Fall 2013 - 63775 - PA391 - Public Financial Management
|Instructor(s):|| Jack, Paul
|Day & Time:||Th 6:00 pm -9:00 pm|
|Waitlist Information:||For LBJ Students: UT Waitlist Information|
|Final Exam Information:||December 13, 2013 - 6:00pm - 9:00pm SRH 3.122|
This course provides a basic understanding of the financial activities of governments at all levels in the United States. It is usually taken during the first year. The course acquaints students with the purposes, characteristics, processes, and operations of financial management systems and develops their capabilities to analyze financial operations, coordinate such operations with relevant public policies and programs, and effectively manage the financial resources of public entities. Topics in the course include: the economic, political, and administrative environment of financial management systems and operations; budgeting theory and practice--including program and performance budgets; accounting and internal control; financial reporting; auditing--financial and performance; debt management; treasury and cash management; and revenue/tax administration.
This course is an introduction to the theory and practice of public financial management primarily at the state and local level. The objective of the course is for students to develop an: understanding of public sector financial resources; ability to analyze financial data and reports; and to interpret/connect this information in the context of public policy and management decisions. The course format will be a combination of lectures, discussions and group presentations.
The course will cover the principles of finance, budgeting, and accounting as they are needed in the practical application of financial policy and management decisions. Specifically the course will address: 1) Budgets - purpose, process and uses; 2) Financial Reporting - balance sheets, income statements, and financial condition analysis; 3) Financial Resources - taxes and non-tax sources of revenues; 4) Debt and Investment Management - tools, applications, and risk evaluations.
Readings: There is no single assigned textbook for this class. Several of the readings mentioned on this syllabus provide an adequate coverage of the topics included in this course and I will be happy to suggest one suited for your needs if you wish to purchase a textbook. The relevant chapters from the recommended books and the journal articles are listed with full citations in the class schedule on the day they are to be discussed. Electronic copies of the readings, power point slides, class handouts, discussion items, problem sets, group assignments and sample exams are available on UT Blackboard. The reading list and topics may be supplemented or revised during the semester as found appropriate for the class. Supplemental material will be announced during class prior to being assigned.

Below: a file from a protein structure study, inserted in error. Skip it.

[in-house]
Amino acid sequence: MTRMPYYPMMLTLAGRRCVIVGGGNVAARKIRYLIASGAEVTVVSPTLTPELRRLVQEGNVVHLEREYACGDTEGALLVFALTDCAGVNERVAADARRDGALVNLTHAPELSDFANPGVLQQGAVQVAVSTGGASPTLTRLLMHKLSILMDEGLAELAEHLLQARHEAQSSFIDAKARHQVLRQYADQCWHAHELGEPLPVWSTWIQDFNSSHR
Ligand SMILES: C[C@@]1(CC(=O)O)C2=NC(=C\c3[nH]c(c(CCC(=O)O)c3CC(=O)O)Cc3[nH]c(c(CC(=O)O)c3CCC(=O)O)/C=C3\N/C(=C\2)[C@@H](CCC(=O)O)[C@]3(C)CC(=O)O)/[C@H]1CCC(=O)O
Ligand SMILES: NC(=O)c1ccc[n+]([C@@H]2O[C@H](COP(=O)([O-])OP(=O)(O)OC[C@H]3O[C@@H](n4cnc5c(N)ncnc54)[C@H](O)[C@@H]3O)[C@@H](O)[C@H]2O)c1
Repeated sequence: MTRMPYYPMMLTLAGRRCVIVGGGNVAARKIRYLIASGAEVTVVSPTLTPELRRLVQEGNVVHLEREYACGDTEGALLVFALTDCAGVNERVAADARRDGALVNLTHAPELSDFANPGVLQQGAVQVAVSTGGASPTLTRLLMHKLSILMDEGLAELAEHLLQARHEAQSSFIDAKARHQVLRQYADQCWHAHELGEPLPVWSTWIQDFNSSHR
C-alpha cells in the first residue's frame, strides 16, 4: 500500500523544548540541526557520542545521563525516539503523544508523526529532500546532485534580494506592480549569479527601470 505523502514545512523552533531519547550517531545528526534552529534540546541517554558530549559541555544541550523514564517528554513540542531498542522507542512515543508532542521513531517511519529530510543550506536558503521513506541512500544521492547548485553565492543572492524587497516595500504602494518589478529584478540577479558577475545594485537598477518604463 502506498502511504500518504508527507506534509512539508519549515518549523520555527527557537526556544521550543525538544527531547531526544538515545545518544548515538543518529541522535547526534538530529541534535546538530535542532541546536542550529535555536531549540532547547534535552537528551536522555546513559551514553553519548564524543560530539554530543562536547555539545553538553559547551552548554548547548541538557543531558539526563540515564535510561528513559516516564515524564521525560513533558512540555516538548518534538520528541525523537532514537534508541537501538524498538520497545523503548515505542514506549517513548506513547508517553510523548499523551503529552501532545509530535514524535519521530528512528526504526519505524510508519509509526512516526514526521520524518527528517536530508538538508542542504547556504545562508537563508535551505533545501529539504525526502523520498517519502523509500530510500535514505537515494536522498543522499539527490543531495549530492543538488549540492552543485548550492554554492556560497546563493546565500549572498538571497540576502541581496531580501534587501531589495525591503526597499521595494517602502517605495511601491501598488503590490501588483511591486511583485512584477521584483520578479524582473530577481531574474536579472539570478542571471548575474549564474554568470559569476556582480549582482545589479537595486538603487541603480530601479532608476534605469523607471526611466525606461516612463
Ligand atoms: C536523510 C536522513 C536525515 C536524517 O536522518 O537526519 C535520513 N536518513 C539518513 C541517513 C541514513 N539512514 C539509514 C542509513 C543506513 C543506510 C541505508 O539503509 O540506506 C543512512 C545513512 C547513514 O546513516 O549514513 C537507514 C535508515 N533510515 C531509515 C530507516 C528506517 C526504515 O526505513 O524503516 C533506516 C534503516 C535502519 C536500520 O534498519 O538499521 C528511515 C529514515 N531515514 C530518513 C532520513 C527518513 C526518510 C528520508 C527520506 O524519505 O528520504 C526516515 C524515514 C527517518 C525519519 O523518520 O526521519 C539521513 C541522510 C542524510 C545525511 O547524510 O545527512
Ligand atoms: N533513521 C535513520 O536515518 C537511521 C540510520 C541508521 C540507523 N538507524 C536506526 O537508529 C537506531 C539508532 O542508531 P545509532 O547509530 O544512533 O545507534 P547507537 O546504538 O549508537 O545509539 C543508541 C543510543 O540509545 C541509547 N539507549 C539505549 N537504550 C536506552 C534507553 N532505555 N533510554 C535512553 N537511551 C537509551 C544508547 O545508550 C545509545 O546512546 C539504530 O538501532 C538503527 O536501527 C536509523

Course Requirements & Grading: Students are expected to attend all classes. The class format will consist of lecture, group discussion, and guest lecturers.
The course grade will be based on the following items: class participation, problem sets, mid-term exam, Problem Sets, Exams, and the Group Project will be handed out and due as indicated in the The following is a brief description of each graded course component:
- Class Participation: Class participation will be based upon student contribution and interaction during class. At the start of each class we will discuss public finance concepts as revealed in current events. Each student will be asked, on a day to be scheduled on the first class day, to present a current events article that raises a public finance question, issue, or policy challenge. This requirement will be discussed in more detail on the first class day.
- Problem Sets: Problem sets will be designed to simulate practical applications of course material. Each problem set will have two parts. The first part will be a series of 3 to 6 quantitative problems. The second part will be a one page summary memo intended to interpret the quantitative analysis of the first part within the context as presented in the problem set. The primary purpose of the memo is to evaluate understanding and the ability to analyze and communicate course concepts. There will be three problem sets throughout the semester as indicated in the course schedule.
- Mid-term Exam: The mid-term exam will be held in class during the first half of class. The exam will consist of a combination of short answer, multiple choice, and true/false questions.
- Group Project: The class will be broken into approximately 5 groups. Each group will choose a governmental entity (State, City, County, School District, University, etc.) with a population base of 100,000 or greater and prepare a credit rating analysis and report. A formal written rating report will be turned in on the last class day, along with a group presentation of the analysis and findings. Presentations will be 30 to 40 minutes long.
- Final Exam: The final exam will be given as scheduled during the final exam period. The exam will be comprehensive and will consist of questions similar in form to the mid-term exam.
Late assignments and make-up exams will be allowed only at the discretion of the instructor and in accordance with university procedures.